We involved around 1500 year 1 children (aged 5-6 years) from 54 state run primary schools in the West Midlands. At the start of the study, we measured their height and weight and other measures of body fat, asked the children to complete a questionnaire about their wellbeing, to note everything they ate for 24 hours, and to wear an activity monitor that recorded how active they were. After this, the schools were randomised to either receive the programme or not. We then repeated the measures 15 and 30 months later.

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Patients With Multiple Chronic Diseases Incur High Out-of-Pocket Expenses

MedicalResearch.com Interview with:

Dr Grace Sum Chi-En National University of Singapore

Dr Grace Sum    Chi-En

Dr Grace Sum Chi-En
National University of Singapore

MedicalResearch.com: What is the background for this study?

Response: Chronic diseases are conditions that are not infectious and are usually long-term, such as diabetes, hypertension, cancer, chronic lung disease, asthma, arthritis, stroke, obesity, and depression. They are also known as non-communicable diseases (NCDs). Multimorbidity, is a term we use in our field, to mean the presence of two or more NCDs. Multimorbidity is a costly and complex challenge for health systems globally. With the ageing population, more people in the world will suffer from multiple chronic diseases.

Patients with multimorbidity tend to need many medicines, and this incurs high levels of out-of-pocket expenditures, simply known as cost not covered by insurance. Even the United Nations and World Health organisation are recognising NCDs as being an important issue.

Governments will meet in New York for the United Nations 3rd high-level meeting on chronic diseases in 2018. Global leaders need to work towards reducing the burden of having multiple chronic conditions and providing financial protection to those suffering multimorbidity.

Our research aimed to conduct a high-quality systematic review on multimorbidity and out-of-pocket expenditure on medicines.  Continue reading

Migraine Linked To Increased Risk of Stroke, AFib, PE and Cardiovascular Disease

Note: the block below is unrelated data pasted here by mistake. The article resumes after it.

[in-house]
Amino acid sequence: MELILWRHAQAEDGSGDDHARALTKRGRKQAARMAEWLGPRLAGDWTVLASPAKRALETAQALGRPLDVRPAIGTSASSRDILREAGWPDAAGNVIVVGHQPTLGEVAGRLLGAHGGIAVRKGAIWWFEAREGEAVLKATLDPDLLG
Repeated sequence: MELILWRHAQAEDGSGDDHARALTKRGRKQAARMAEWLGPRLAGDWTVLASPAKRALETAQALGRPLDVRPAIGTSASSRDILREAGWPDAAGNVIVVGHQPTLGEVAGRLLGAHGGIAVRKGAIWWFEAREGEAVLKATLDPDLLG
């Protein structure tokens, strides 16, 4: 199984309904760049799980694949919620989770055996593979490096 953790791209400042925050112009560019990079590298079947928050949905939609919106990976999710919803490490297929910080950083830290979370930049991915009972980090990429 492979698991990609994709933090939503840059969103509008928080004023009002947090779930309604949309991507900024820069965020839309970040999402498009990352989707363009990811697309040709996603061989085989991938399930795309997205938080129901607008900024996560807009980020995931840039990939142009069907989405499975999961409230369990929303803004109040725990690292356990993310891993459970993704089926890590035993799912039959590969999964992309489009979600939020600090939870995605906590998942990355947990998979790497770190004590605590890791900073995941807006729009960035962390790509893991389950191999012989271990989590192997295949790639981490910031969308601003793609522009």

MedicalResearch.com Interview with:
“Headache.” by Avenue G is licensed under CC BY 2.0
Kasper Adelborg, MD, PhD
Postdoctoral Fellow
Department of Clinical Epidemiology
Aarhus University Hospital 

MedicalResearch.com: What is the background for this study? What are the main findings? 

Response: Around one billion people worldwide are affected by migraine. Migraine has considerable impact on quality of life and imposes a substantial burden on society. Migraine is primarily a headache disorder, but previous studies have suggested a link between migraine and stroke and myocardial infarction, particularly among women, while the link between migraine and other heart problems are less well known.

In this large register-based Danish study published in the BMJ, we confirmed that migraine is associated with increased risks of stroke and myocardial infarction, but we also found that migraine was associated with increased risks of other cardiovascular diseases (specifically, venous thromboembolism and atrial fibrillation). Migraine was not associated with increased risks of heart failure or peripheral artery disease.

In contrast to most previous studies, our study had a very large sample size and an age- and sex- matched comparison cohort from the general population, which allowed us to put migraine in a population context and to perform several subgroup analyses. Here, we found several interesting findings.

  • In general, the associations were strongest in the first year after diagnosis but persisted in the long term (up to 19 years after diagnosis).
  • Most associations applied to both migraine patients with aura (warning signs before a migraine, such as seeing flashing lights) and in those without aura, and in both women and in men. 

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Chronic Disease Linked To Increased Risk of Cancer and Cancer Death

MedicalResearch.com Interview with:

Dr. Xifeng Wu, MD PhD Department Chair, Department of Epidemiology, Division of OVP, Cancer Prevention and Population Sciences Director, Center for Translational and Public Health Genomics Professor, Department of Epidemiology Division of Cancer Prevention and Population Sciences The University of Texas MD Anderson Cancer Center, Houston, Texas